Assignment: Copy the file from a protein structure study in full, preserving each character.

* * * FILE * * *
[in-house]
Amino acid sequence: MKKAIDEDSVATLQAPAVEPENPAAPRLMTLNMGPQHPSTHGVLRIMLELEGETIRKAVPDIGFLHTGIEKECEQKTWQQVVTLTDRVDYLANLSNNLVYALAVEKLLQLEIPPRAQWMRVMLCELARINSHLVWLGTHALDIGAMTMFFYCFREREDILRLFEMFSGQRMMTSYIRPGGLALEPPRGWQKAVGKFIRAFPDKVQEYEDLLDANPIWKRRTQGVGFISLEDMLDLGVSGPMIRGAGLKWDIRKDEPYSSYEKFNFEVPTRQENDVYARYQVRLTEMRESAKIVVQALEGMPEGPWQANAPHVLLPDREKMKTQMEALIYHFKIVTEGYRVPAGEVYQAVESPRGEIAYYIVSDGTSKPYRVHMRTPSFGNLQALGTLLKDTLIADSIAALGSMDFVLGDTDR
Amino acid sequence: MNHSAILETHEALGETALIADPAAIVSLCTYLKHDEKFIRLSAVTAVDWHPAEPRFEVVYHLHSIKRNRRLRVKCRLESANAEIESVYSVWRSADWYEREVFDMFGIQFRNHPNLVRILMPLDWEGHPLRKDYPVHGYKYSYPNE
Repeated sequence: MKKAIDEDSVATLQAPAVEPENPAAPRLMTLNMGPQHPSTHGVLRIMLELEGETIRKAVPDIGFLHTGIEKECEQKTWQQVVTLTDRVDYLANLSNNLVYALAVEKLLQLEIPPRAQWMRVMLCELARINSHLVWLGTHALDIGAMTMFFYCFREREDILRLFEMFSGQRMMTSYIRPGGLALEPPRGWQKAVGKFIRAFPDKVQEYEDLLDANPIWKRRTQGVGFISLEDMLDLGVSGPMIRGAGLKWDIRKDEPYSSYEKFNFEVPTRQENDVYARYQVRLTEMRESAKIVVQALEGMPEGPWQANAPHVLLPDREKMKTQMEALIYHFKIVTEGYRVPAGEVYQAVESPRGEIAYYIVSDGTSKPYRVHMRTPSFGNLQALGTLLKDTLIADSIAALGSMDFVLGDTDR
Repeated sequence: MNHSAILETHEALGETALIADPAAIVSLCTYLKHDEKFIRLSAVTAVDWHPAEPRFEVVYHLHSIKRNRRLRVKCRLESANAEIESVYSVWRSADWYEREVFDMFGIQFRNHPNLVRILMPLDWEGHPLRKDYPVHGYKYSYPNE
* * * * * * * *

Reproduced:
[in-house]
Amino acid sequence: MKKAIDEDSVATLQAPAVEPENPAAPRLMTLNMGPQHPSTHGVLRIMLELEGETIRKAVPDIGFLHTGIEKECEQKTWQQVVTLTDRVDYLANLSNNLVYALAVEKLLQLEIPPRAQWMRVMLCELARINSHLVWLGTHALDIGAMTMFFYCFREREDILRLFEMFSGQRMMTSYIRPGGLALEPPRGWQKAVGKFIRAFPDKVQEYEDLLDANPIWKRRTQGVGFISLEDMLDLGVSGPMIRGAGLKWDIRKDEPYSSYEKFNFEVPTRQENDVYARYQVRLTEMRESAKIVVQALEGMPEGPWQANAPHVLLPDREKMKTQMEALIYHFKIVTEGYRVPAGEVYQAVESPRGEIAYYIVSDGTSKPYRVHMRTPSFGNLQALGTLLKDTLIADSIAALGSMDFVLGDTDR
Amino acid sequence: MNHSAILETHEALGETALIADPAAIVSLCTYLKHDEKFIRLSAVTAVDWHPAEPRFEVVYHLHSIKRNRRLRVKCRLESANAEIESVYSVWRSADWYEREVFDMFGIQFRNHPNLVRILMPLDWEGHPLRKDYPVHGYKYSYPNE
Repeated sequence: MKKAIDEDSVATLQAPAVEPENPAAPRLMTLNMGPQHPSTHGVLRIMLELEGETIRKAVPDIGFLHTGIEKECEQKTWQQVVTLTDRVDYLANLSNNLVYALAVEKLLQLEIPPRAQWMRVMLCELARINSHLVWLGTHALDIGAMTMFFYCFREREDILRLFEMFSGQRMMTSYIRPGGLALEPPRGWQKAVGKFIRAFPDKVQEYEDLLDANPIWKRRTQGVGFISLEDMLDLGVSGPMIRGAGLKWDIRKDEPYSSYEKFNFEVPTRQENDVYARYQVRLTEMRESAKIVVQALEGMPEGPWQANAPHVLLPDREKMKTQMEALIYHFKIVTEGYRVPAGEVYQAVESPRGEIAYYIVSDGTSKPYRVHMRTPSFGNLQALGTLLKDTLIADSIAALGSMDFVLGDTDR
Repeated sequence: MNHSAILETHEALGETALIADPAAIVSLCTYLKHDEKFIRLSAVTAVDWHPAEPRFEVVYHLHSIKRNRRLRVKCRLESANAEIESVYSVWRSADWYEREVFDMFGIQFRNHPNLVRILMPLDWEGHPLRKDYPVHGYKYSYPNE